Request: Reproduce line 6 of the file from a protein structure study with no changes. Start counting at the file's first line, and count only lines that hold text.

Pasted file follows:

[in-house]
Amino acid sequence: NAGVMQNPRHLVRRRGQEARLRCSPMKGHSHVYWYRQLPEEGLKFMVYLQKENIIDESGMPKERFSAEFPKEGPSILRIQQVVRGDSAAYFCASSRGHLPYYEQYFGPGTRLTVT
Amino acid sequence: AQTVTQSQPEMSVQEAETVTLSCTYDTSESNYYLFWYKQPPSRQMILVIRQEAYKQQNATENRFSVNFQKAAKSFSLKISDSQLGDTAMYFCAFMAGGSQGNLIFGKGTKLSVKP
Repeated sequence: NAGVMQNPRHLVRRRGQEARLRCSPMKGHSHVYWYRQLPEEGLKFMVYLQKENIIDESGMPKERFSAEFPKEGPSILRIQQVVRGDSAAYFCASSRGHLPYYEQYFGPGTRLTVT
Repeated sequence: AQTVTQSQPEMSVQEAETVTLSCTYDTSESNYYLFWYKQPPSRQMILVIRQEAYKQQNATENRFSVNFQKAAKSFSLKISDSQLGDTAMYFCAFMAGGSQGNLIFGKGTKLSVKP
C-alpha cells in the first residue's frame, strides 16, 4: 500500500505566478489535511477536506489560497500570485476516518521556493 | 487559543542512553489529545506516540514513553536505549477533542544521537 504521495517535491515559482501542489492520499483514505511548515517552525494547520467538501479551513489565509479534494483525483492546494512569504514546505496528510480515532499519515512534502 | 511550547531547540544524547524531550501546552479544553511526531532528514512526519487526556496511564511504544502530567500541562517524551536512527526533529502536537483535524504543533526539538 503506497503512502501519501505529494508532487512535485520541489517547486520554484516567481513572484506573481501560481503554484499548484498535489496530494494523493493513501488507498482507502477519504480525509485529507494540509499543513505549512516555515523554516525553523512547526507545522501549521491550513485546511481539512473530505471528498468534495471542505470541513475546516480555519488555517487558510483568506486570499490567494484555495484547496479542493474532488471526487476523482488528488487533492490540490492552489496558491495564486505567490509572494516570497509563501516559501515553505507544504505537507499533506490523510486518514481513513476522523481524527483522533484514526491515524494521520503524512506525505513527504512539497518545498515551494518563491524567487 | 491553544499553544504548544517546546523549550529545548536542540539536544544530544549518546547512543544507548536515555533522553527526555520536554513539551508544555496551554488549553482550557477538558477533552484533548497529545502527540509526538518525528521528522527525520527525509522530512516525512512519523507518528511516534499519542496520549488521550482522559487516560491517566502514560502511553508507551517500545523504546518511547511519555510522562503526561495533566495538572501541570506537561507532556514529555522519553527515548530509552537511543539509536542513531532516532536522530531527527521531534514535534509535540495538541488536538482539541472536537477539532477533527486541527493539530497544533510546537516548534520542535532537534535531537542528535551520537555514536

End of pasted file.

C-alpha cells in the first residue's frame, strides 16, 4: 500500500505566478489535511477536506489560497500570485476516518521556493 | 487559543542512553489529545506516540514513553536505549477533542544521537 504521495517535491515559482501542489492520499483514505511548515517552525494547520467538501479551513489565509479534494483525483492546494512569504514546505496528510480515532499519515512534502 | 511550547531547540544524547524531550501546552479544553511526531532528514512526519487526556496511564511504544502530567500541562517524551536512527526533529502536537483535524504543533526539538 503506497503512502501519501505529494508532487512535485520541489517547486520554484516567481513572484506573481501560481503554484499548484498535489496530494494523493493513501488507498482507502477519504480525509485529507494540509499543513505549512516555515523554516525553523512547526507545522501549521491550513485546511481539512473530505471528498468534495471542505470541513475546516480555519488555517487558510483568506486570499490567494484555495484547496479542493474532488471526487476523482488528488487533492490540490492552489496558491495564486505567490509572494516570497509563501516559501515553505507544504505537507499533506490523510486518514481513513476522523481524527483522533484514526491515524494521520503524512506525505513527504512539497518545498515551494518563491524567487 | 491553544499553544504548544517546546523549550529545548536542540539536544544530544549518546547512543544507548536515555533522553527526555520536554513539551508544555496551554488549553482550557477538558477533552484533548497529545502527540509526538518525528521528522527525520527525509522530512516525512512519523507518528511516534499519542496520549488521550482522559487516560491517566502514560502511553508507551517500545523504546518511547511519555510522562503526561495533566495538572501541570506537561507532556514529555522519553527515548530509552537511543539509536542513531532516532536522530531527527521531534514535534509535540495538541488536538482539541472536537477539532477533527486541527493539530497544533510546537516548534520542535532537534535531537542528535551520537555514536